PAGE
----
In around 1500 AD Hampi had about 500,000 inhabitants (supporting 0.1% of the global population during 1440-1540), making it the second largest city in the world after Peking-Beijing and almost thrice the size of Paris.
Getting there: the 11-hour sleeper bus from Pune to Hospet
We paid about 1100 Indian rupees each way on a super comfy sleeper bus. Our bus left two hours late from Pune at around 12.30 a.m. I was blown away by how comfortable and clean the bunks were, and it wasn’t until I woke up around 4 a.m. bursting to pee and asked the driver to stop from a quick break that I saw how perilously he was driving. At one point as we overtook a couple of trunks on a one-lane road, we were driving head-on towards a massive truck about 250 metres away driving on the other side of the road. After that I slept very, very lightly.
The wrong side of the river turned out just right.
We got off at Hospet at 11 a.m. and took a INR 200 rickshaw to Hampi, and then got into a small boat that took us to the other side of the river where to our accommodation, with fewer tourists and fewer ruins. Since it was already 1pm we decided to hang out on this side of the river, renting a scooter to enjoy the beautiful scenery, near perfect weather, and stop at places that caught our eye. Highlights included:
Food: it all tastes the same?
The other side of the river: ruins, temples, and bike tours
The huge Elephant Stable in #Hampi, #India constructed during the reign of the mighty Vijayanagara Empire in the 15th century housed 11 royal elephants, and infused Indian and Islamic architecture. One of the chambers includes a secret passageway to the top of the central dome. Lara Croft would love it here. #Karnataka #TombRaider
Lotus Mahal, the highlight of the ‘Zanana Enclosure’ where the queens of the empire lived. I loved the Indo-Islamic architecture of this building:
The exquisite Indo-Islamic architecture of the Lotus Mahal in the Queen's palace, #Hampi, #Karnataka. The top floor of this 500+ year old building was air conditioned using water circulation through tiny holes in the ceiling and walls. The palace complex itself was guarded by eunuchs as the king didn't trust male soldiers hanging around his two lucky ladies.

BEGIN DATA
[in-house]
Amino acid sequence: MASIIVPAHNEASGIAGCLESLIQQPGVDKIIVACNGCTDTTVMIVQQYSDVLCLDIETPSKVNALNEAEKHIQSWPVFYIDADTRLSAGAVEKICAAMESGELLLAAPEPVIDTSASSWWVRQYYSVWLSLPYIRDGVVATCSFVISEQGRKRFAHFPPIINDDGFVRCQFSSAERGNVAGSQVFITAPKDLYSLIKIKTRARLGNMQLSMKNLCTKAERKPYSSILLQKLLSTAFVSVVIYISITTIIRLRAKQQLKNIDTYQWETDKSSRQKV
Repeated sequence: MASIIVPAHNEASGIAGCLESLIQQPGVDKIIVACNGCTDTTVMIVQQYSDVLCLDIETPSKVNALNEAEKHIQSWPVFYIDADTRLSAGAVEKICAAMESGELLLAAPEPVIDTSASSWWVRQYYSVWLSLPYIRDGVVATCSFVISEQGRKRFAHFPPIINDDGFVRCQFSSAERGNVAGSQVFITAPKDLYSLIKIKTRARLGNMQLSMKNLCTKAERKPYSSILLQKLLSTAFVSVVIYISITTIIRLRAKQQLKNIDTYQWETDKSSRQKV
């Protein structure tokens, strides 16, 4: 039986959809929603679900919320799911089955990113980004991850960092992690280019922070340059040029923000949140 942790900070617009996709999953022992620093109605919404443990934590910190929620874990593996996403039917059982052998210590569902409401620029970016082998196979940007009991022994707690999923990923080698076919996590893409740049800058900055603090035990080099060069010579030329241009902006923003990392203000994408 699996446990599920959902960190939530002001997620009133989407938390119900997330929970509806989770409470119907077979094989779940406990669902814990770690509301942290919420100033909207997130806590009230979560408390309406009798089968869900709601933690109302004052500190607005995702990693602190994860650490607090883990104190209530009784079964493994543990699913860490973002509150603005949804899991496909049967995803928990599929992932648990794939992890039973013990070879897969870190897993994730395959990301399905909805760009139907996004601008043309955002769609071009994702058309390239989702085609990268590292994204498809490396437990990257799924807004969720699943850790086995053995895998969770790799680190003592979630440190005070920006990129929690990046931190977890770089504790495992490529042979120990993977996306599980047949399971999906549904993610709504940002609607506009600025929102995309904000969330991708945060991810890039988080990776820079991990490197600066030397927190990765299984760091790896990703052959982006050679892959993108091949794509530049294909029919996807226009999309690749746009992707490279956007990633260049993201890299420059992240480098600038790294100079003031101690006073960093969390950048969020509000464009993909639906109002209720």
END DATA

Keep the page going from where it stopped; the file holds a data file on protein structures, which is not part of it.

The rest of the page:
One of the towers of the Virupaksha Temple in #Hampi, #Karnataka. This Hindu temple has been in use, uninterrupted, since the 7th century! What started as a small shrine to Shiva, the god of destruction, it grew and grew under the Vijayanagara empire from the 13th to 15th centuries. My weekend in Hampi, #India, left me in awe of the innovation and sophistication of ancient empires, and humbled by the nature of impermanence. This city was a Singapore, Dubai, London or New York equivalent, but is now reduced to dust and ruins. Nothing, no matter how "timeless" and "indestructible", lasts forever.
A reminder of the ever-changing nature of life
Hampi struck a chord with me. It reminded me that everything changes. Nothing, no matter, how great, how “timeless”, how invincible, lasts forever. This majestic kingdom with insanely luxurious palaces, dwellings, and temples (palaces had roofs made of sandalwood which took THREE MONTHS to burn and destroy when the Deccan empire took over the land in the 15th century) was reduced to dust and a stone over 600 years. I imagine Hampi being a Singapore, a Dubai, maybe even a New York of its time. A melting pot of culture, wisdom, and luxury. I wonder what the mega-cities of today will be like in 600 years. And where the mega-cities of tomorrow will be located, what they’re people will be like, and what their leadership will give its people.
If you’re thinking of visiting South India, make sure you stop by at Hampi! Accommodation is extremely affordable, transport readily available, and you’ll learn so much about South India and its history walking through the ruins. You’ll get to hang out with a bunch of friendly locals and fellow travellers, and create an adventure no matter which side of the river you explore!
Did this post about Hampi inspire you to visit? Have you already been? I’d love to hear your thoughts about your travels and adventures to Hampi in comments below!
Also, follow me on Instagram (@udhara) for photos of my travels, shot almost entirely on iPhone 🙂
Transport to Hampi: We took the 11-hour sleeper bus to Hospet, which is 30 minutes away from Hampi. Tickets with the best bus service, ‘VRL’ buses, can be booked ONLY with an Indian credit card online using redbus.in or makemytrip.com. One of our Indian friends in Pune was kind enough to use his card to book our tickets.
Accomodation: Gopi Guest House. Very basic accomodation with simple toilet. Friendly staff and affordable room rates (INR 800) for a double room.
Food: Laughing Buddha. Cheap, tasty, and clean food.
Bicycles: on the touristy side of the river, you should be able to rent bikes for INR100 or less if you’d a good negotiator.